Trends in socio-economic inequalities in Europe
Coordinatore/i di sessione: Paolo Brunori (Università degli Studi di Firenze e Università degli Studi di Bari) and Moris Triventi (Università degli Studi di Trento)
Testo della Call
A decade after the beginning of the Great Recession Europe is more unequal than before. Some countries have rapidly recovered, others are still struggling to get back to pre-crisis level in many socio-economic indicators.
Within countries, inequalities have also surged, elites have strengthened their position, both in absolute and relative terms, on the contrary the middle class and the poor are lagging behind. Inequalities have gained centrality in the political agenda and are increasingly studied by social scientists. However, causes and consequences of rising inequalities are still debated.
The aim of this session is to stimulate an interdisciplinary debate about new frontiers in the study of socio-economic inequalities. The session will especially focus on the analysis of the transformation of the mechanisms that have worsened inequalities in Europe in recent years.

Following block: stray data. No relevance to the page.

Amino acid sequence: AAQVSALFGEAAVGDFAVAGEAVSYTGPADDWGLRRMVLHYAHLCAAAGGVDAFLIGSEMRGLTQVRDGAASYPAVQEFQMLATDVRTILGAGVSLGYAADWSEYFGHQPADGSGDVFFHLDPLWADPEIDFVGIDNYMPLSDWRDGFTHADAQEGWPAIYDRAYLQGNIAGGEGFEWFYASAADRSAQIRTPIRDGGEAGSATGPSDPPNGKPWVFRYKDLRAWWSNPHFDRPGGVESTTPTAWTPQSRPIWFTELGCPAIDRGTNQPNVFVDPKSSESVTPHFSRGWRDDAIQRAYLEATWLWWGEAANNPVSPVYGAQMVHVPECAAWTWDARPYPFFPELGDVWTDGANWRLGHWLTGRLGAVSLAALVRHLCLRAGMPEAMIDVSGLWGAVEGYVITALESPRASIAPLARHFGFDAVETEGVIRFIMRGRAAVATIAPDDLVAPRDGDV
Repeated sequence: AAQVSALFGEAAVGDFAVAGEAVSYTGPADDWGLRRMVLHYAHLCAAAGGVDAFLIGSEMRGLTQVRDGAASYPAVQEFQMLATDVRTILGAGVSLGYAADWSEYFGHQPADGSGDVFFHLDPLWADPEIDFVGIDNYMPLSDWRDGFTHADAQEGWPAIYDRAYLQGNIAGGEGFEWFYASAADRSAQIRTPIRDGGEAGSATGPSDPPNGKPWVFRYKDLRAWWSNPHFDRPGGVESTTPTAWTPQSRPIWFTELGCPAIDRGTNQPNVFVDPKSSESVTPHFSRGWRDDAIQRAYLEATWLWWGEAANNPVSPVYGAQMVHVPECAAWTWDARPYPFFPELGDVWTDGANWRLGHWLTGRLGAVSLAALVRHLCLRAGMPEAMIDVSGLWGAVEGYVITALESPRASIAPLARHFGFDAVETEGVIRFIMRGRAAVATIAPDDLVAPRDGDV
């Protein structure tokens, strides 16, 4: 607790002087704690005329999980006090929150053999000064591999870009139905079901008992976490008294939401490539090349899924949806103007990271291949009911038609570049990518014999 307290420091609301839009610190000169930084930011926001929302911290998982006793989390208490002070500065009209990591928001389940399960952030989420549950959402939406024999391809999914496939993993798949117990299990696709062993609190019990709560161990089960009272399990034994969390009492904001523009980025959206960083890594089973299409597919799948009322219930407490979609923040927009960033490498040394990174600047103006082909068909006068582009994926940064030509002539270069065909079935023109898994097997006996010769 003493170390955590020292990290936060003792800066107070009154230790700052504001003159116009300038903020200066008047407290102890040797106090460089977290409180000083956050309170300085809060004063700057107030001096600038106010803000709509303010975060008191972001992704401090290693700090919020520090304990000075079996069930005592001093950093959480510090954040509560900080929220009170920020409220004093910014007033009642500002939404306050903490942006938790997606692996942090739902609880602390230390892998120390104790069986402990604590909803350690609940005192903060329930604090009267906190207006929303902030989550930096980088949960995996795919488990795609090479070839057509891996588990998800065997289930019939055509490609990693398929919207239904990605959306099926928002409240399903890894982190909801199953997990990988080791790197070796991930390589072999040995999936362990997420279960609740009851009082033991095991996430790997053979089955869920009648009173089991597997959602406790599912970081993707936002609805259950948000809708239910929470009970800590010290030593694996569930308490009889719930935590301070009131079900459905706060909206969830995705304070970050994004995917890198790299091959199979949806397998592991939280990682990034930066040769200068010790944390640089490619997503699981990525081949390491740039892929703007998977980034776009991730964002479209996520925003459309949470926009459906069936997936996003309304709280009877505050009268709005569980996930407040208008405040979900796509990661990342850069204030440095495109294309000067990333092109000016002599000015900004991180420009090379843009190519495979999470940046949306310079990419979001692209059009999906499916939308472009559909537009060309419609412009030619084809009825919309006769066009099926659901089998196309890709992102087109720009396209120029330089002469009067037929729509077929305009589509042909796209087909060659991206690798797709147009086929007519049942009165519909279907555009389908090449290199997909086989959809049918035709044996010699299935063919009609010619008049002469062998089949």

We welcome contributions from social scientists, demographers, statisticians and economists.
Referente per la corrispondenza mail: email@example.com
The impact of the crisis on socio-economic inequalities in Europe (N. Acocella)
Labour compensation and return on capital in the EU countries (S. Gabriele e E. D’Elia)
Old and new ‘inclusive development’ configurations. The role of policies. (A. Gherardini e M. Zulianello)
Getting it Right’: Individuals’ Perceptions of Income Inequality in the United States and the UK (M. Loveless e C. Binelli)
More insecure and less paid? The effect of perceived job insecurity on wage inequality (S. Scicchitano, M. Biagetti, A. Chirumbolo e L. Leonida)
Income Inequality and Welfare Reforms in the Yugoslav Successor States (J. Zarkovic, G. Krstic, W. Bartlett e N. Oruc)
School-to-work transitions of early school leavers in Italy: Gender differences across time and space (E. Struffolino e C. Borgna)
The distribution of income drops during the Great Recession and the role of the welfare state in Southern European countries (C. Ranci, A. Parma e M. Matsaganis)
Widening the gap. The influence of inner areas in the income inequality in Italy (G. Gallo e F. Pagliacci)